Age Range: Elementary
Learning Objective: Students will learn to identify the double bass by sight and sound.
Free Download: Printable Lesson Plan: Double Bass
EXPLAIN. Show students this picture of the double bass. “The double bass (also called the string bass, or just bass) has the same basic shape as the violin, viola, and cello, it is just a lot bigger. It's about six feet tall, and bass players need to stand or sit on a special stool to play it. Because it's so big, it can make really low sounds. Bigger instruments make lower sounds.”
WATCH. Watch and listen to the beginning of this movement from Gustav Mahler's first symphony. “About fourteen seconds in, you will see and hear the double bass play a solo. It is a sort of sad and mysterious version of the folk song Frère Jacques (English translation: Are You Sleeping, Brother John?)”
LISTEN. “When the composer Camille Saint-Saens decided to write a piece of music called ‘The Elephant,’ he chose the double bass to capture the spirit of that big and playful animal. Listen to the music while you look at some cute elephant pictures.” Option to have students stand and move like elephants - they can clasp they hands and sway their arms to create a trunk.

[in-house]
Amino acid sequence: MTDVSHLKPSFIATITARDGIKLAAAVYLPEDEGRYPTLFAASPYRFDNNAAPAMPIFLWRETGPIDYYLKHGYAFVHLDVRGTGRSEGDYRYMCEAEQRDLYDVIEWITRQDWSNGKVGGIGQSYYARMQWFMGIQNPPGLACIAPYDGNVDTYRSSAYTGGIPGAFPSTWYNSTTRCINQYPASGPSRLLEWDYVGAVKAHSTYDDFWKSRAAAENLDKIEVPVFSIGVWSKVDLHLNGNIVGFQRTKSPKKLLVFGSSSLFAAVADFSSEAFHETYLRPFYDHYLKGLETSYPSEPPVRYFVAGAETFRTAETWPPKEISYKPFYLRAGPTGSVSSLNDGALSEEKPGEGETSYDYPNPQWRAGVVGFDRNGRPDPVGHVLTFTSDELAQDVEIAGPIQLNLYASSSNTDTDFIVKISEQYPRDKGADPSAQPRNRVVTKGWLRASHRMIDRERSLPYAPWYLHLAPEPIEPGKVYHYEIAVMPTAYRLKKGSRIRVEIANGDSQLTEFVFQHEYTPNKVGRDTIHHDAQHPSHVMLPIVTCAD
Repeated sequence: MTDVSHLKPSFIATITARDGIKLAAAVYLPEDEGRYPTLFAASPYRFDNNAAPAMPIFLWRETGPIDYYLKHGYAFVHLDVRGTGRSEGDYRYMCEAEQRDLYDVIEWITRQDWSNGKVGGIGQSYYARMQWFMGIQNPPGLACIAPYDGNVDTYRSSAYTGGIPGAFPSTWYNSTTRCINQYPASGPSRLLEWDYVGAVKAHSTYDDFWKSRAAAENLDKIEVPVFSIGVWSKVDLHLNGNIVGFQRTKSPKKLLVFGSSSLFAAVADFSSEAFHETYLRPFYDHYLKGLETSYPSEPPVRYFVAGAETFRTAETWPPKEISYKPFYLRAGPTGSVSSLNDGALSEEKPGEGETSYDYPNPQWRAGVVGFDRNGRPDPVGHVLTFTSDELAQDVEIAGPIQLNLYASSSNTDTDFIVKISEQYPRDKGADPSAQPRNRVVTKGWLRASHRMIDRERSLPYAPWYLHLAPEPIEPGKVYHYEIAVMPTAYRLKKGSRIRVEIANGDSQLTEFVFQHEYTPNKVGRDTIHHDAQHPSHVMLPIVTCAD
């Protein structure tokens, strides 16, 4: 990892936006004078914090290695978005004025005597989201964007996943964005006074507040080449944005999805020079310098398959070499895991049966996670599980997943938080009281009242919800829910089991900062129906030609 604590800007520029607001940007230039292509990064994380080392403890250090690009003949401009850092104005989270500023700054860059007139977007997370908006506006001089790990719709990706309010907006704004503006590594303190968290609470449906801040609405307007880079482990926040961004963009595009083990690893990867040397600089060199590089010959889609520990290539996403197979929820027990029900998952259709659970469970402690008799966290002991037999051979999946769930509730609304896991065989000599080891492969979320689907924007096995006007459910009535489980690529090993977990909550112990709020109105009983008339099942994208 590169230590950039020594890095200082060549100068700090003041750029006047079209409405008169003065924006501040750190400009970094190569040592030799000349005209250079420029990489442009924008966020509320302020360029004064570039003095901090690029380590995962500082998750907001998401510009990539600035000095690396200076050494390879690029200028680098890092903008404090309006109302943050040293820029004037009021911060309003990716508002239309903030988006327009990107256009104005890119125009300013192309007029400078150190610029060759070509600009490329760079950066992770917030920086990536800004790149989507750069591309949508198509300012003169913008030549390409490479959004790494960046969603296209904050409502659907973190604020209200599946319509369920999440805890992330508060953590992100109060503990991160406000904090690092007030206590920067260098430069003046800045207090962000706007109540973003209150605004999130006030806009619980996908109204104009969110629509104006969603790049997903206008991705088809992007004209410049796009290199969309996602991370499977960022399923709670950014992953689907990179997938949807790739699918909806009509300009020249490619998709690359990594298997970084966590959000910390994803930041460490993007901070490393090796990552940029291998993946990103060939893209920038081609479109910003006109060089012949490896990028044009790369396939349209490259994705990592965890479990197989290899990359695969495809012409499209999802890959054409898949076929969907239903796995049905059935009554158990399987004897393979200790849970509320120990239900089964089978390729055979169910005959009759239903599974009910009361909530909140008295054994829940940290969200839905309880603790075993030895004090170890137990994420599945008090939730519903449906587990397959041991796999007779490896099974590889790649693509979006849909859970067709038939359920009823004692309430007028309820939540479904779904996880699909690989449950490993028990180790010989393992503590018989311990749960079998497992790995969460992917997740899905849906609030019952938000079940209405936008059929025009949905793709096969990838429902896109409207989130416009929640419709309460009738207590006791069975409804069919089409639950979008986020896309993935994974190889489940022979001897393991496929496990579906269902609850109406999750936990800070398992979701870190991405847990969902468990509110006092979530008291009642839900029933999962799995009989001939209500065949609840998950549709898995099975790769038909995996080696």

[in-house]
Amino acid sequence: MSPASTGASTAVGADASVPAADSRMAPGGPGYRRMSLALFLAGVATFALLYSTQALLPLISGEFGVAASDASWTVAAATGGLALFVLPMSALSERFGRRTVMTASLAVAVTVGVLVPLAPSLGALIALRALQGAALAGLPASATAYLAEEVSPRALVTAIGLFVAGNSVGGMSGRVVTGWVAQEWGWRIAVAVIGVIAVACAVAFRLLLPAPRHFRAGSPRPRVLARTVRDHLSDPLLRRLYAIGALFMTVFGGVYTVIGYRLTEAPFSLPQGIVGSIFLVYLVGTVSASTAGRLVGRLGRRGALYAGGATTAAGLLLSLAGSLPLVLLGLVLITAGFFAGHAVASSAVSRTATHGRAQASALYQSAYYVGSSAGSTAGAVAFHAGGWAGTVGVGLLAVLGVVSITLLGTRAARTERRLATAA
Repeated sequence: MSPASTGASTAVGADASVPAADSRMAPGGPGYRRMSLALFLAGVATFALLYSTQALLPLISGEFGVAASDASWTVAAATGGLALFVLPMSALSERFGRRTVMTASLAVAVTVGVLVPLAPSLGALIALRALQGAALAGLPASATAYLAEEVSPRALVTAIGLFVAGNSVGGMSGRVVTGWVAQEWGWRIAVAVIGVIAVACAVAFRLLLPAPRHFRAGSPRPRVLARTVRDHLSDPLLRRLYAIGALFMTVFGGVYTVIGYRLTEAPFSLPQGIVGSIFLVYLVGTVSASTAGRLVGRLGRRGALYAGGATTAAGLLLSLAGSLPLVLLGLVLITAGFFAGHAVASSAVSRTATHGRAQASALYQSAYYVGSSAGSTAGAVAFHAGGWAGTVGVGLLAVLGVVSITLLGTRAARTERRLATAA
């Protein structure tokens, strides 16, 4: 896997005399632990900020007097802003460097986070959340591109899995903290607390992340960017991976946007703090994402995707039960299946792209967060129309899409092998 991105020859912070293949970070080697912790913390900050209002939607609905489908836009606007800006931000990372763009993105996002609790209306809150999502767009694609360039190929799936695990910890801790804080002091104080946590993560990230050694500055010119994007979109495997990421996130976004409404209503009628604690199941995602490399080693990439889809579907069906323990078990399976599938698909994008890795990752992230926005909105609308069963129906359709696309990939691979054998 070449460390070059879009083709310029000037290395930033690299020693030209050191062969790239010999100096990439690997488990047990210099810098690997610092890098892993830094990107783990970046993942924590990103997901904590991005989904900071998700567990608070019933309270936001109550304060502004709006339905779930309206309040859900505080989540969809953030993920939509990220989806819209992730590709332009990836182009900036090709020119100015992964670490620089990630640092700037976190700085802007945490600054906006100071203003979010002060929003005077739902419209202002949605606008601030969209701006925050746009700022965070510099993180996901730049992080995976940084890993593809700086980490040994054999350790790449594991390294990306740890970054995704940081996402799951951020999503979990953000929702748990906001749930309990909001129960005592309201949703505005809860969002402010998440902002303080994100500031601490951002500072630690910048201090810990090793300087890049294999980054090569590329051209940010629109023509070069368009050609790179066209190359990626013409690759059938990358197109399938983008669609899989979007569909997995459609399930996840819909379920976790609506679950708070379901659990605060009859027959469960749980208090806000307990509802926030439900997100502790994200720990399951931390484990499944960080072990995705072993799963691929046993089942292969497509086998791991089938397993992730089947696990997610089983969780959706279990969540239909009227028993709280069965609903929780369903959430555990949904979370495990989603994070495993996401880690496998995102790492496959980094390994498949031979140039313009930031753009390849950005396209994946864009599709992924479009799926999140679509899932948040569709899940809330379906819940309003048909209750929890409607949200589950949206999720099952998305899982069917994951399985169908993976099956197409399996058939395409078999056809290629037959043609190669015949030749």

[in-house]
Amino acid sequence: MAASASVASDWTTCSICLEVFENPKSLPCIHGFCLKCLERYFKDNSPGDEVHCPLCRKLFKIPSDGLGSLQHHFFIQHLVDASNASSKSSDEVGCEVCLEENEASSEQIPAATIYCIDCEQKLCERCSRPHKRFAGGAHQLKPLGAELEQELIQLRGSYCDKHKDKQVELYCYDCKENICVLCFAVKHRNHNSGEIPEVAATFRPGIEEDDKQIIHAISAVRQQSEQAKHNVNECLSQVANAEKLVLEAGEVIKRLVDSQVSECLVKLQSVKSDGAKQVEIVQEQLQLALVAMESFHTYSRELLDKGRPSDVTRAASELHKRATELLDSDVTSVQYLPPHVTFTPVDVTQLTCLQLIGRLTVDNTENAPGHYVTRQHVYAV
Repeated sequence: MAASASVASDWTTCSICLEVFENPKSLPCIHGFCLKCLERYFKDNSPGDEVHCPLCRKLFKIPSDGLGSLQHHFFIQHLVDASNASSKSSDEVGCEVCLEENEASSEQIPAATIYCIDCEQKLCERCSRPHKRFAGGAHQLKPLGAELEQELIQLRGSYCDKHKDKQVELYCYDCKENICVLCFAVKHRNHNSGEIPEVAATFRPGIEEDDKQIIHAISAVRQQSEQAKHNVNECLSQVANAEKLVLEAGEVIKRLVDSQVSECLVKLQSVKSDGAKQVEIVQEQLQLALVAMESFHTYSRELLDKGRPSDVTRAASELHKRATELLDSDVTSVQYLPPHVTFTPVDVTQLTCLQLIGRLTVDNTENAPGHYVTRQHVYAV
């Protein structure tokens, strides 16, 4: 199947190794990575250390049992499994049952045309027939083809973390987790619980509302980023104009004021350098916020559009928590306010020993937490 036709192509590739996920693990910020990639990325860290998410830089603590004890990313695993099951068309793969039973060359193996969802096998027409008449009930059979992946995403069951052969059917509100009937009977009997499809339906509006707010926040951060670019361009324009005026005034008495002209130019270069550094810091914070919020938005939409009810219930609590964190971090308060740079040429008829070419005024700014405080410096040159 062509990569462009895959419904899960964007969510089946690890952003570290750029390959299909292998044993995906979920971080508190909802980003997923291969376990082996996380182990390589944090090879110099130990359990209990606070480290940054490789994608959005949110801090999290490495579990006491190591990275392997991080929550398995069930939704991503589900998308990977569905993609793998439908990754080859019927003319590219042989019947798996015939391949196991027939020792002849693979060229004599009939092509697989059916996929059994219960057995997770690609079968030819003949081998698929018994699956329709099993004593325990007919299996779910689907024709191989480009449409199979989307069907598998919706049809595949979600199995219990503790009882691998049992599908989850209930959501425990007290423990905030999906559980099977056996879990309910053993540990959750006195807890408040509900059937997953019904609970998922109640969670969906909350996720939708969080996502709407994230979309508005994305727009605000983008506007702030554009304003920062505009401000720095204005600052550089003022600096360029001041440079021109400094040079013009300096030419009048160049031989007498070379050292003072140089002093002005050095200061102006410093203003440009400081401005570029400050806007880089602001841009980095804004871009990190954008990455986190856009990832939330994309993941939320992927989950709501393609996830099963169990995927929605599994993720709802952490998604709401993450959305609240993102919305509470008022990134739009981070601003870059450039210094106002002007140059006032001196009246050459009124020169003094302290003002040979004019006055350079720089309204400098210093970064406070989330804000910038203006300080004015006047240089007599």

WATCH. “Like the other members of the string family, the strings of the double bass can be bowed or plucked. When the strings are plucked, it's called pizzicato. The double bass is often used in jazz music. In jazz, the pizzicato double bass sound is very common. Here is a well-known jazz song, ‘On the Sunny Side of the Street,’ played and sung by Esperanza Spalding and her band!” (Look out for Spalding’s bass solo at the 2:49 mark!)
WATCH. Here is one more example of pizzicato double bass – look/listen out for drumming on the bass, and for one player to use a bow partway through!
REFLECT. Write down or tell someone three things you learned about the double bass.
Explore the cello through a piece called ‘The Escape Artist,‘ by Zoe Keating.
In this lesson, learn about and listen to the harp most commonly used in orchestras: the "pedal harp."
Meet four organists, or people who play the organ, in four different settings.
Learn more about how the pipe organ works- part two of a three-part series!
Compare and contrast four musical pieces written for this instrument!
The viola looks like the violin, but it’s just a little bigger! Learn about the viola and listen to several Class Notes artists demonstrate their instrument.
Did you know most oboe players make their own reeds? Learn about this woodwind instrument and hear what it sounds like in this instrument exploration lesson!
The piano has 88 keys! Explore how sound is made on this keyboard instrument.
Even though it’s made of metal, the flute is a member of the woodwind family! Listen to and learn about the flute in this lesson.